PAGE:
Luckily, when it comes to feeding your Shichon, it won’t be rocket science – they are not that different from other dogs of their size and characteristics. Like most dog breeds, the Shih Tzu and Bichon Frise mix does well on high-quality dry food for dogs. It should be of premium quality with healthy ingredients. This means that real meat should be the first ingredient, followed by some healthy fats to provide essential fatty acids such as Omega 3s and 6s, complex carbs to replace cheap fillers and add fiber to the formula, as well as all the essential nutrients such as vitamins and minerals needed by dogs to support their overall health. Always avoid cheap kibble that’s full of fillers and low on nutrients, such as formulas laden with artificial ingredients such as colors or preservatives, and ingredients such as corn or soy. 

Because the Shichon is a small-breed dog, you should plan to use a dog food formulated for small breeds. These dog foods are designed to meet the high energy needs of small-breed dogs without being too heavy on the calories, and usually have kibble pieces that are smaller in size so they are easier for petite pooches to munch on. Similarly, pay attention to the recommended age group of the formula – some dry dog foods are suited for all life stages, but sometimes the kibble is optimized to meet the requirements of puppies, adults, or seniors specifically, so be sure to get the formula that matches your pet’s age. 

As is true with many small dogs, Shichons are prone to obesity so avoid overfeeding. Usually, these dogs don’t require more than a cup of premium kibble per day. Split it into two meals and don’t go overboard with treats to top it off. This little pooch has a big appetite, so he may demand more. However, it’s important not to give into his adorable begging to protect this pup’s longterm health.

As always, if you are in any way concerned about your pup’s diet, feel free to consult with your veterinarian. While dog food manufacturers do provide useful guidelines for servings, all dogs are different and have their own personal needs. Only your vet is qualified to determine the specific needs of your pup. So never be afraid to ask about this sort of thing. It’s why you have a vet, after all!

The Shichon dog breed is intelligent and has the capacity to do well with training.


The Shichon dog breed is intelligent and has the capacity to do well with training. Unfortunately, like many small breeds, these dogs are a little tricky to train (especially when it comes to housebreaking and you need that!). The reason for this is that small dogs tend to be sassy and stubborn, so if you’re not experienced, they’ll take advantage of that and take over the dominant role – in other words, they’ll try to be the boss of you. The key to training these dogs is to start early when the puppy is still young and to maintain a firm and consistent hand in training. You should be assertive and the alpha in the relationship, but never resort to yelling, punishment, or similar behaviors, as it is both counterproductive and cruel. It is important to maintain your patience when training as these dogs do not respond well to anger. Always focus on positive reinforcement and reward based training – use treats and praise to motivate your puppy to do what you want them to do. Anything less can feel closer to abuse and won’t do your pooch any good. As long as you are consistent and reward your Shichon for good behavior, you shouldn’t have too much trouble with training. Socialization is also important, particularly when the dog is still young, to make sure he remains friendly around strangers and other dogs. That’s why taking them to obedience school is always a good idea. Not only will it take the pressure off you during training, but school will provide your dog with socialization opportunities that will pay off in the long term.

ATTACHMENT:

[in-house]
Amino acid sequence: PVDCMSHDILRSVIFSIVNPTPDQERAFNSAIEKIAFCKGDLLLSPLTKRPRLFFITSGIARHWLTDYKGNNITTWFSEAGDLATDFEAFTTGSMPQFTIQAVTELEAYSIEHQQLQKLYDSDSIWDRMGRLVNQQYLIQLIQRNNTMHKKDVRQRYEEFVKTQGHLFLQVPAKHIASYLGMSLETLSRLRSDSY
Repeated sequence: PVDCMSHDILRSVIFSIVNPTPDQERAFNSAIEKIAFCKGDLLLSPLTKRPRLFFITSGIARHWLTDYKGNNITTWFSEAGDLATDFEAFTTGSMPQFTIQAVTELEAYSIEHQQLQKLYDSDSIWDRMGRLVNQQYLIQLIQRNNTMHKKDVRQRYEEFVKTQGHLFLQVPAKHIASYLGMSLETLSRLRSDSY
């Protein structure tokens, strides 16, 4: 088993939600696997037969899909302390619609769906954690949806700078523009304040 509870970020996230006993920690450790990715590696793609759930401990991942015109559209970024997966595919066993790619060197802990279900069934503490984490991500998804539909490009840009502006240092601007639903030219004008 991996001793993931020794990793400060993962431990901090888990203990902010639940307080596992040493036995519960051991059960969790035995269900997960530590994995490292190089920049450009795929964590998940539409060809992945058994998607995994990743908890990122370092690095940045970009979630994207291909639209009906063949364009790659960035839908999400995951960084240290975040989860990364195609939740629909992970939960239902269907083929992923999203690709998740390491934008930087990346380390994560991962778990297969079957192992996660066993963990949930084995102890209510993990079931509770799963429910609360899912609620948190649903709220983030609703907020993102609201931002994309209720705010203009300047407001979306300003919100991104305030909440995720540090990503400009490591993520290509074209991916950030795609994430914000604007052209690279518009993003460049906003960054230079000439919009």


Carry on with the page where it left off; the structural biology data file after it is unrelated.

The average weight of the Shichon breed is between 10 and 15 lbs. They are generally considered compact ,as they are not too tall either, standing 9 to 11 inches when fully grown. In other words, these are small breed dogs no matter whose parent they take up after (both the Shih Tzu and Bichon Frise have similar weight and height), so they make a marvelous choice for apartment dwellers as they won’t need a big backyard to thrive in their home.


The Shichon is a friendly and affectionate little dog that loves to be around family. They will expect to be included in everything and anything you do, and will dutifully follow you around the home. These dogs are generally good with kids, though you need to be sure that your children know how to handle a small dog properly. They are lively and love to play which makes them a great choice for active families or families with older children. These dogs form strong bonds with their family members and they tend to get along well with other dogs and household pets. In other words, Shichons love to love and be loved. They will light up any home and even put a smile on the face of strangers that they come in contact with. Even more so when you consider that one of their parents is known to be a natural clown with goofy behavior – the Shichon often inherits this trait and is just one silly pooch that’s a joy to be around. Just look at that picture! How could you not fall for one of these adorable pups?! Still, you need to make sure that your pet receives adequate care and attention at an early age. A puppy that isn’t properly socialized or is neglected, won’t develop those desirable traits. Start early, and start smart – that way you will avoid a wary, frightened, and snappy Shichon later on.